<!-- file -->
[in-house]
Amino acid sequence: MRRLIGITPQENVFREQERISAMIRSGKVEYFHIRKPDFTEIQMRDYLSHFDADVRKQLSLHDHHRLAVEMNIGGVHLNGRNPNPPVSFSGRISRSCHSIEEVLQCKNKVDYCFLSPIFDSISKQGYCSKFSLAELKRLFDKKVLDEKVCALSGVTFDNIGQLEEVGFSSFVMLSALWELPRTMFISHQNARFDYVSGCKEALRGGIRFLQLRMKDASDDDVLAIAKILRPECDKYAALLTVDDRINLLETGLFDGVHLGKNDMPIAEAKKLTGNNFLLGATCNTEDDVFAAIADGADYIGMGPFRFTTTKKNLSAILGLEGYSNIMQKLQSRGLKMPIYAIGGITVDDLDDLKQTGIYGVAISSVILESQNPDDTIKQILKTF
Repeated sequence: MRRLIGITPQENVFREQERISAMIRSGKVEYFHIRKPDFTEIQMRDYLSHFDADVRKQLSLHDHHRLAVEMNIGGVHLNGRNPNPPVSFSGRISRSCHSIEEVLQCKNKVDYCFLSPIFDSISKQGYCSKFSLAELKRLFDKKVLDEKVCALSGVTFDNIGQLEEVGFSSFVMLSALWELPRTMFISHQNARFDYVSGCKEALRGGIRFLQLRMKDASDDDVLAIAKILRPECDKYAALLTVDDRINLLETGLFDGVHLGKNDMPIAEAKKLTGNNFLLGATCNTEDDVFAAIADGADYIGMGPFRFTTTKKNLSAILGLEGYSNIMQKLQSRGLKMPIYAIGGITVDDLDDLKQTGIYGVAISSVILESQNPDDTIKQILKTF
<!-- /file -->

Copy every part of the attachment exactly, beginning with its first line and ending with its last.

[in-house]
Amino acid sequence: MRRLIGITPQENVFREQERISAMIRSGKVEYFHIRKPDFTEIQMRDYLSHFDADVRKQLSLHDHHRLAVEMNIGGVHLNGRNPNPPVSFSGRISRSCHSIEEVLQCKNKVDYCFLSPIFDSISKQGYCSKFSLAELKRLFDKKVLDEKVCALSGVTFDNIGQLEEVGFSSFVMLSALWELPRTMFISHQNARFDYVSGCKEALRGGIRFLQLRMKDASDDDVLAIAKILRPECDKYAALLTVDDRINLLETGLFDGVHLGKNDMPIAEAKKLTGNNFLLGATCNTEDDVFAAIADGADYIGMGPFRFTTTKKNLSAILGLEGYSNIMQKLQSRGLKMPIYAIGGITVDDLDDLKQTGIYGVAISSVILESQNPDDTIKQILKTF
Repeated sequence: MRRLIGITPQENVFREQERISAMIRSGKVEYFHIRKPDFTEIQMRDYLSHFDADVRKQLSLHDHHRLAVEMNIGGVHLNGRNPNPPVSFSGRISRSCHSIEEVLQCKNKVDYCFLSPIFDSISKQGYCSKFSLAELKRLFDKKVLDEKVCALSGVTFDNIGQLEEVGFSSFVMLSALWELPRTMFISHQNARFDYVSGCKEALRGGIRFLQLRMKDASDDDVLAIAKILRPECDKYAALLTVDDRINLLETGLFDGVHLGKNDMPIAEAKKLTGNNFLLGATCNTEDDVFAAIADGADYIGMGPFRFTTTKKNLSAILGLEGYSNIMQKLQSRGLKMPIYAIGGITVDDLDDLKQTGIYGVAISSVILESQNPDDTIKQILKTF